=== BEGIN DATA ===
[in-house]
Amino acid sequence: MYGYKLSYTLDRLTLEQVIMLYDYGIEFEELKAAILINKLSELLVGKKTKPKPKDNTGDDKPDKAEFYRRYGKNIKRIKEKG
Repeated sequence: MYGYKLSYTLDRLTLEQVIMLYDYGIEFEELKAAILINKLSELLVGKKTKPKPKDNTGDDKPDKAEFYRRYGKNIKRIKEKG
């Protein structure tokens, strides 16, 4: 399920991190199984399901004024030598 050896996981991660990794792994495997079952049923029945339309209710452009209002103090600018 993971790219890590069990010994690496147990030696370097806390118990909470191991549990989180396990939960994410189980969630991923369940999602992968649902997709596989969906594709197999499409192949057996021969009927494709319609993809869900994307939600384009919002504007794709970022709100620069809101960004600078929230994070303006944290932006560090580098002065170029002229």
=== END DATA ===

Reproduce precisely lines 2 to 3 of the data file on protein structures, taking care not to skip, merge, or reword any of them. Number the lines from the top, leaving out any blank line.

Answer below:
Amino acid sequence: MYGYKLSYTLDRLTLEQVIMLYDYGIEFEELKAAILINKLSELLVGKKTKPKPKDNTGDDKPDKAEFYRRYGKNIKRIKEKG
Repeated sequence: MYGYKLSYTLDRLTLEQVIMLYDYGIEFEELKAAILINKLSELLVGKKTKPKPKDNTGDDKPDKAEFYRRYGKNIKRIKEKG